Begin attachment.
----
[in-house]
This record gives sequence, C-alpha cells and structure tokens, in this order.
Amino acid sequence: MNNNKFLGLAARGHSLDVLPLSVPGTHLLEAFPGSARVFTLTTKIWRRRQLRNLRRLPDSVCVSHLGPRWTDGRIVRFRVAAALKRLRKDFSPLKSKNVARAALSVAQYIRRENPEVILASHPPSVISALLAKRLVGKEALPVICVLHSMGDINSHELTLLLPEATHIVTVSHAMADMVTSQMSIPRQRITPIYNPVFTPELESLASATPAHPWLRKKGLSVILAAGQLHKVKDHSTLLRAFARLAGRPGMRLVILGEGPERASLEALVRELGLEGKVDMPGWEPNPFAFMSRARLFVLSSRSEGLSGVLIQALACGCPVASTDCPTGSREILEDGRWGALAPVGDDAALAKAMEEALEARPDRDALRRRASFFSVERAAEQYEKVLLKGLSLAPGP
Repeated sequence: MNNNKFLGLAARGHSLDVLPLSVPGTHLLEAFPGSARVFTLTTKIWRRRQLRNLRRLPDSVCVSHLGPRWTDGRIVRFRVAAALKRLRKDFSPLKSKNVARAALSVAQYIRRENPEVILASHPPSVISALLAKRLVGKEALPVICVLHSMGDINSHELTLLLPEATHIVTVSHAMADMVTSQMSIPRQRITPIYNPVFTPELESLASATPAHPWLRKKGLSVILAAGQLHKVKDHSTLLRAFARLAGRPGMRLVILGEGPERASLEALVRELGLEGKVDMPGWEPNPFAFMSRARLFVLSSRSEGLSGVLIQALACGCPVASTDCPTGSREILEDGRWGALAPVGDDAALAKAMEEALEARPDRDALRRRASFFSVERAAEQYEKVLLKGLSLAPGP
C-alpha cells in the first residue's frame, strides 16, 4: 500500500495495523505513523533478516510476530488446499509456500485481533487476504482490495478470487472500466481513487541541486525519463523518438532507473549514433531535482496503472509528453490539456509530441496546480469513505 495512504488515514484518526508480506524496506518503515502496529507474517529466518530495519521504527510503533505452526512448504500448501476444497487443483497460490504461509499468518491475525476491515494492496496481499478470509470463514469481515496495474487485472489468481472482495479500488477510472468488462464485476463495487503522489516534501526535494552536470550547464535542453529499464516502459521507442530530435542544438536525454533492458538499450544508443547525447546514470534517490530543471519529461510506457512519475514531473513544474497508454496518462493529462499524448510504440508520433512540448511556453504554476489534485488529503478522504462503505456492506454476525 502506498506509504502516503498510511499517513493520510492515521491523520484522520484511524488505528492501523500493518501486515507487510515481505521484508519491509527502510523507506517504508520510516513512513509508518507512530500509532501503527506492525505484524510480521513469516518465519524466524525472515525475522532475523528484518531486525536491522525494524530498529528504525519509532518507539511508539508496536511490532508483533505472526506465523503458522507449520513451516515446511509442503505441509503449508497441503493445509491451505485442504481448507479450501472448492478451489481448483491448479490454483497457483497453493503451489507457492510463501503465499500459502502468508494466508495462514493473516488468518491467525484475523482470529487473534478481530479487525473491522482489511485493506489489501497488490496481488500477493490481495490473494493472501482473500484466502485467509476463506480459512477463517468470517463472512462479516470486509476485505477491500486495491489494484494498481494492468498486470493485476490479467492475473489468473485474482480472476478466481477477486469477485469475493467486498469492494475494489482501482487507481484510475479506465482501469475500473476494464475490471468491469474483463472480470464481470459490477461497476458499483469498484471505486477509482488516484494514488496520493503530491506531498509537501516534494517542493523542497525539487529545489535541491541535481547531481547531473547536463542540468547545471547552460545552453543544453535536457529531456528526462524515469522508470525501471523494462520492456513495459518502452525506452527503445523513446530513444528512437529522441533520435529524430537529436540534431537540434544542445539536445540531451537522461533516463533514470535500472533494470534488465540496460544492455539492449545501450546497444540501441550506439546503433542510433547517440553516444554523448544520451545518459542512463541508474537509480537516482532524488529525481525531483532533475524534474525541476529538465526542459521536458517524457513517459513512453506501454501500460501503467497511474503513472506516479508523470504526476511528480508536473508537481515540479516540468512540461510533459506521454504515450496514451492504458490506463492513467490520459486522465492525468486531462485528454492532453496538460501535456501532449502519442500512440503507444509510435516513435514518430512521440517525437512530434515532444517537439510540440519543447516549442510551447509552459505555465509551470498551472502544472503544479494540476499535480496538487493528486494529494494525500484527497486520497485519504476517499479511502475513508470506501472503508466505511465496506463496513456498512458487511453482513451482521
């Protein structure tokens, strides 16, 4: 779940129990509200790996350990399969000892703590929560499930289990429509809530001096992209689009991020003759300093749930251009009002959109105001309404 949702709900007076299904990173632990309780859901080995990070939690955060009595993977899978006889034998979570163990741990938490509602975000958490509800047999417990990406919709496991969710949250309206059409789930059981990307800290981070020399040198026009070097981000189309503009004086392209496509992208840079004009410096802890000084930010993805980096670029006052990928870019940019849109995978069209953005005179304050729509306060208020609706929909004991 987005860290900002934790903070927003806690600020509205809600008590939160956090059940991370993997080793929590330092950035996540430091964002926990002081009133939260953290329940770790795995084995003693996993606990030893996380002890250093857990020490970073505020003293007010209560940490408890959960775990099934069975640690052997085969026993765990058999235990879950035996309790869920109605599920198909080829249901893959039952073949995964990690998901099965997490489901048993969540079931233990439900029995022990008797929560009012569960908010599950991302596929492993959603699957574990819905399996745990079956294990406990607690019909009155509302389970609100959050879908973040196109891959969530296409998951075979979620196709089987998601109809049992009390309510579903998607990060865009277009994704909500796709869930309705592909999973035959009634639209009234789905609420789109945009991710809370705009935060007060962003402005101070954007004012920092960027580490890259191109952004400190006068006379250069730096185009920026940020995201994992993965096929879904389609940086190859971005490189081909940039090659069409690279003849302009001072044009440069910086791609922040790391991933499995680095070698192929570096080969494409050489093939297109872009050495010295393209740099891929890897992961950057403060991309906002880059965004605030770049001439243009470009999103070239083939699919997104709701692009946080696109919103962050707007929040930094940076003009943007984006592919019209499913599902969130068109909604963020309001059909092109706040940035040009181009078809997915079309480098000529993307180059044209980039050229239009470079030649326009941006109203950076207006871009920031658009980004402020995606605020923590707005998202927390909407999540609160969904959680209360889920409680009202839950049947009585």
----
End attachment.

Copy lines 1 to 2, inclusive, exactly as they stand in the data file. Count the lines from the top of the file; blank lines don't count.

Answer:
[in-house]
This record gives sequence, C-alpha cells and structure tokens, in this order.